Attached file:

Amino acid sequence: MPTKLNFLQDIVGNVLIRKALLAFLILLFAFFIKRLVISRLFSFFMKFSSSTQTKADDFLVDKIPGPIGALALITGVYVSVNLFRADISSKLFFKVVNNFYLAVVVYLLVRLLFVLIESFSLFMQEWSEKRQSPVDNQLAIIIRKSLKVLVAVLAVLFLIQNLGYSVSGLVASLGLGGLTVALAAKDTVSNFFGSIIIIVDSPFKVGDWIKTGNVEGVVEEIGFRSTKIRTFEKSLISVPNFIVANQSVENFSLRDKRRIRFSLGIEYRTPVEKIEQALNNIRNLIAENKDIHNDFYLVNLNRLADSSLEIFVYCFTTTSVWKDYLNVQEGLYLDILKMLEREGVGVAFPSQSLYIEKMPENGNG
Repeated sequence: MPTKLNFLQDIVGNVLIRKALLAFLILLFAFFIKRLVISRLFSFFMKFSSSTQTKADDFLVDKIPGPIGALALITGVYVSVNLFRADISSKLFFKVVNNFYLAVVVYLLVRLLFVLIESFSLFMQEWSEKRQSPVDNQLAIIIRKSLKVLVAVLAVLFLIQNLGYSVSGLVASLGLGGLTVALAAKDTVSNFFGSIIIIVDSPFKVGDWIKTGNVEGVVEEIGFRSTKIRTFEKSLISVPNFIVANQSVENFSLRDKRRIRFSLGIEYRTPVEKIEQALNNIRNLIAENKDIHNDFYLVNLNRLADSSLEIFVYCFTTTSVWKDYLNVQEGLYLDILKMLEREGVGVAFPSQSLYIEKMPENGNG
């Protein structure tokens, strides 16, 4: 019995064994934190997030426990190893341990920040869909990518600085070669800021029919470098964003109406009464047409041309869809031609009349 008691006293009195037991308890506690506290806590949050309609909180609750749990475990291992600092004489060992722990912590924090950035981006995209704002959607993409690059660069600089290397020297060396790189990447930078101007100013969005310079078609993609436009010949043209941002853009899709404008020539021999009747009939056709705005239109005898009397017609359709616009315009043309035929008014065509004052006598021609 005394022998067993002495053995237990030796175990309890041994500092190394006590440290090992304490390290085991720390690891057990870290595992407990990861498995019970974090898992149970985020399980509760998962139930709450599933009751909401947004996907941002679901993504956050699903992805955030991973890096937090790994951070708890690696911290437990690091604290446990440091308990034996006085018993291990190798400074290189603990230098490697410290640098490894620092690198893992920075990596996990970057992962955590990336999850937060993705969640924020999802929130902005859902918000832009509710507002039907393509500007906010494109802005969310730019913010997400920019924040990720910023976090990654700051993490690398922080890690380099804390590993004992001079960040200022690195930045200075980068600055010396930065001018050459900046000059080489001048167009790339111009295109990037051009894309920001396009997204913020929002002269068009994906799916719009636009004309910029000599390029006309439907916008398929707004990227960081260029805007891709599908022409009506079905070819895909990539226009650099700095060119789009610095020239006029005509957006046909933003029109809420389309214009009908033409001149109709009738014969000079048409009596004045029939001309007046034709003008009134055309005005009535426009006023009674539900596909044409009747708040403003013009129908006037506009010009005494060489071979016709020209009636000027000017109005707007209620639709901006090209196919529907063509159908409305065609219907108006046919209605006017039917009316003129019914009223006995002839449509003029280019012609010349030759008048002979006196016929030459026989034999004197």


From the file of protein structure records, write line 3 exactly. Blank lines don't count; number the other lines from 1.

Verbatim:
């Protein structure tokens, strides 16, 4: 019995064994934190997030426990190893341990920040869909990518600085070669800021029919470098964003109406009464047409041309869809031609009349 008691006293009195037991308890506690506290806590949050309609909180609750749990475990291992600092004489060992722990912590924090950035981006995209704002959607993409690059660069600089290397020297060396790189990447930078101007100013969005310079078609993609436009010949043209941002853009899709404008020539021999009747009939056709705005239109005898009397017609359709616009315009043309035929008014065509004052006598021609 005394022998067993002495053995237990030796175990309890041994500092190394006590440290090992304490390290085991720390690891057990870290595992407990990861498995019970974090898992149970985020399980509760998962139930709450599933009751909401947004996907941002679901993504956050699903992805955030991973890096937090790994951070708890690696911290437990690091604290446990440091308990034996006085018993291990190798400074290189603990230098490697410290640098490894620092690198893992920075990596996990970057992962955590990336999850937060993705969640924020999802929130902005859902918000832009509710507002039907393509500007906010494109802005969310730019913010997400920019924040990720910023976090990654700051993490690398922080890690380099804390590993004992001079960040200022690195930045200075980068600055010396930065001018050459900046000059080489001048167009790339111009295109990037051009894309920001396009997204913020929002002269068009994906799916719009636009004309910029000599390029006309439907916008398929707004990227960081260029805007891709599908022409009506079905070819895909990539226009650099700095060119789009610095020239006029005509957006046909933003029109809420389309214009009908033409001149109709009738014969000079048409009596004045029939001309007046034709003008009134055309005005009535426009006023009674539900596909044409009747708040403003013009129908006037506009010009005494060489071979016709020209009636000027000017109005707007209620639709901006090209196919529907063509159908409305065609219907108006046919209605006017039917009316003129019914009223006995002839449509003029280019012609010349030759008048002979006196016929030459026989034999004197």